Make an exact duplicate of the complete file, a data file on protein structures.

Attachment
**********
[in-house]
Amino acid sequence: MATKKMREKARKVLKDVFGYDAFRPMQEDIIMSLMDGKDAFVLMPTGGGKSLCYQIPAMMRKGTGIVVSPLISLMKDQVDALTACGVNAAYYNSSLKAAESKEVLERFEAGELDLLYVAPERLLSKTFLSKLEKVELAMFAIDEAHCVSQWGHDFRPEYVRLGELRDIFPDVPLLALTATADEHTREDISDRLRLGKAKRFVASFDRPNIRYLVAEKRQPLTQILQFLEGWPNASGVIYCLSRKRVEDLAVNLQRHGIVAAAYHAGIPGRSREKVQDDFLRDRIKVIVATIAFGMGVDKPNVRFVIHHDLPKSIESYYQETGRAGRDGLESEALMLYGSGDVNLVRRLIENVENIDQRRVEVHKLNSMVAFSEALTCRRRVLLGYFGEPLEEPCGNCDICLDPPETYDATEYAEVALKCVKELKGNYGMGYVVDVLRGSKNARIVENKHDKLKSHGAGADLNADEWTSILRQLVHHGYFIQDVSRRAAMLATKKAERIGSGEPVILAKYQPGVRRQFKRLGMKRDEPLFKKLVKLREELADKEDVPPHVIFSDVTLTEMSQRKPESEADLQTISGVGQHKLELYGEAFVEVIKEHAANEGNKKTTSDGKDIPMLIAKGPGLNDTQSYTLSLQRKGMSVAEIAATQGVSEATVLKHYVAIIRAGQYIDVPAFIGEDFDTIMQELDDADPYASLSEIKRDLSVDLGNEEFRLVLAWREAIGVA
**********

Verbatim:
[in-house]
Amino acid sequence: MATKKMREKARKVLKDVFGYDAFRPMQEDIIMSLMDGKDAFVLMPTGGGKSLCYQIPAMMRKGTGIVVSPLISLMKDQVDALTACGVNAAYYNSSLKAAESKEVLERFEAGELDLLYVAPERLLSKTFLSKLEKVELAMFAIDEAHCVSQWGHDFRPEYVRLGELRDIFPDVPLLALTATADEHTREDISDRLRLGKAKRFVASFDRPNIRYLVAEKRQPLTQILQFLEGWPNASGVIYCLSRKRVEDLAVNLQRHGIVAAAYHAGIPGRSREKVQDDFLRDRIKVIVATIAFGMGVDKPNVRFVIHHDLPKSIESYYQETGRAGRDGLESEALMLYGSGDVNLVRRLIENVENIDQRRVEVHKLNSMVAFSEALTCRRRVLLGYFGEPLEEPCGNCDICLDPPETYDATEYAEVALKCVKELKGNYGMGYVVDVLRGSKNARIVENKHDKLKSHGAGADLNADEWTSILRQLVHHGYFIQDVSRRAAMLATKKAERIGSGEPVILAKYQPGVRRQFKRLGMKRDEPLFKKLVKLREELADKEDVPPHVIFSDVTLTEMSQRKPESEADLQTISGVGQHKLELYGEAFVEVIKEHAANEGNKKTTSDGKDIPMLIAKGPGLNDTQSYTLSLQRKGMSVAEIAATQGVSEATVLKHYVAIIRAGQYIDVPAFIGEDFDTIMQELDDADPYASLSEIKRDLSVDLGNEEFRLVLAWREAIGVA